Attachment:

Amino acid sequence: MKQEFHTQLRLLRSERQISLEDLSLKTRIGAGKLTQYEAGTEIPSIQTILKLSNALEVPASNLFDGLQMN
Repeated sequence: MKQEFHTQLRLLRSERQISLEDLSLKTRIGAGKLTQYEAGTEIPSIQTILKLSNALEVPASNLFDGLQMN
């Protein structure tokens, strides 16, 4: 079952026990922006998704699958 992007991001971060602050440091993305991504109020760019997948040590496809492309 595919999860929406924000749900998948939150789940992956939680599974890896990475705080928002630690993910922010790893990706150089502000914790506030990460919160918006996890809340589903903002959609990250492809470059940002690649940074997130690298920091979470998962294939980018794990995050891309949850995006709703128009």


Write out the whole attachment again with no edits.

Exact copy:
Amino acid sequence: MKQEFHTQLRLLRSERQISLEDLSLKTRIGAGKLTQYEAGTEIPSIQTILKLSNALEVPASNLFDGLQMN
Repeated sequence: MKQEFHTQLRLLRSERQISLEDLSLKTRIGAGKLTQYEAGTEIPSIQTILKLSNALEVPASNLFDGLQMN
């Protein structure tokens, strides 16, 4: 079952026990922006998704699958 992007991001971060602050440091993305991504109020760019997948040590496809492309 595919999860929406924000749900998948939150789940992956939680599974890896990475705080928002630690993910922010790893990706150089502000914790506030990460919160918006996890809340589903903002959609990250492809470059940002690649940074997130690298920091979470998962294939980018794990995050891309949850995006709703128009």